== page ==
And it’s true to say that old cultures are in decline but surely the issues are not down to the influx of others. To feel isolated and marginalised is a symptom of many modern societies. Constant consumption and menial work fuels an existential crisis as so many seek a purpose. The titanic benefactors of this pillage the globe and give back so little. When that is the conditions that are set, if people feel the stress of difference bearing down upon them, who is it to call them out with spite? Bestowing bigotry upon the bigoted is not an answer. There must be other ways to address the fear. To show that it’s maybe the likes of Amazon not Arabs that are the problem.

A couple of generations ago, Mancunians might never have even met anyone from the Caribbean, Pakistan or Doncaster before. Now their offspring are eating and creating music with them. 41952288_2145097038897516_2847998156916916224_nNow their offspring are them. This is post imperial England and it’s time it became more self aware. Its language is the global language, its fashions the attainment. The cooler parts of Britain were almost always English. And now this is fused with elements from around the world. There may at times be tensions but I think that there are few places in the western world where multiculturalism flourishes as cohesively as England. The British Empire set the conditions of mass movement but England took that on more than any other part of Britain. These are starting points that other countries, arguably clashing more with incoming cultures, don’t have nor began with.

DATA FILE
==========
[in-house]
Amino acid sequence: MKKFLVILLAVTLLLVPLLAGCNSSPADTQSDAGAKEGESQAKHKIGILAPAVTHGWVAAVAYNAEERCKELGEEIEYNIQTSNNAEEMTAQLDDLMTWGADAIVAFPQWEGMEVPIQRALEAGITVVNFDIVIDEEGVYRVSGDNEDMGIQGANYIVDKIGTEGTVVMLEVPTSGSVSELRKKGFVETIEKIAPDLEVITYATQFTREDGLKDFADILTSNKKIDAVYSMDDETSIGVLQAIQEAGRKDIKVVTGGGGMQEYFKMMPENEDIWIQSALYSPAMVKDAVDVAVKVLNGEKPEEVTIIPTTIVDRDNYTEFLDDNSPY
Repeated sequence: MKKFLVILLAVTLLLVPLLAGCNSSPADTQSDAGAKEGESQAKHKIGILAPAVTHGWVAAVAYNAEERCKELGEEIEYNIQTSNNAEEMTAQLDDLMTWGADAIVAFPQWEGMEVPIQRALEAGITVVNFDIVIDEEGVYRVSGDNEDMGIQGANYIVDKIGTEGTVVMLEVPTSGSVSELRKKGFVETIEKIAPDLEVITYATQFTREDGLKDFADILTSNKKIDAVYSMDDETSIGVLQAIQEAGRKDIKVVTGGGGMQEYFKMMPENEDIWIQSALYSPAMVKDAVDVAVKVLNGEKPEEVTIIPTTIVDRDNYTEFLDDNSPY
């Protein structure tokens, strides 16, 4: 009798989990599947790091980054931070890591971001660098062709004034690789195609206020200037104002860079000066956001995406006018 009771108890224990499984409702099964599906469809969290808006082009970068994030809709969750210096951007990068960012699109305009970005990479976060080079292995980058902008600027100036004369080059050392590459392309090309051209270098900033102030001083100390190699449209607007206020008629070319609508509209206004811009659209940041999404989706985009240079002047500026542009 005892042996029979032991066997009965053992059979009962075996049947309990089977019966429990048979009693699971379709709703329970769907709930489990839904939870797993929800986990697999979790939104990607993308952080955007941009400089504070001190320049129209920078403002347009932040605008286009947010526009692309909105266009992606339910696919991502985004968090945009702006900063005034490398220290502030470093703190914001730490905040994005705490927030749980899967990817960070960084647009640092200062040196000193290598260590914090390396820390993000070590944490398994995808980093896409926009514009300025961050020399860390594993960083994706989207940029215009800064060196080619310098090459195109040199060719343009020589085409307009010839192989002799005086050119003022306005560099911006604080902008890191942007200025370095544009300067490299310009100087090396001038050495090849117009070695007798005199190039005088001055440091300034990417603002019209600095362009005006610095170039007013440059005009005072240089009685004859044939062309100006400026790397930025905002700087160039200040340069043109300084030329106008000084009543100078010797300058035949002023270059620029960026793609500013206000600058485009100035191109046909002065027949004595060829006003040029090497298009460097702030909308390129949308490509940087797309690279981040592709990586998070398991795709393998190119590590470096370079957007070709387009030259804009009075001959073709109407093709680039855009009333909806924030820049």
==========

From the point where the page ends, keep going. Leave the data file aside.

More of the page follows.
Britannia ruled the waves but England is a green and pleasant land.

Much of England wasn’t prepared for influxes of other people into small communities. They had to adapt and though that at times led to division, when people work for it, it works well. As I saw 100 hundred people feast on vegetables and spices I saw this cooperation in practice.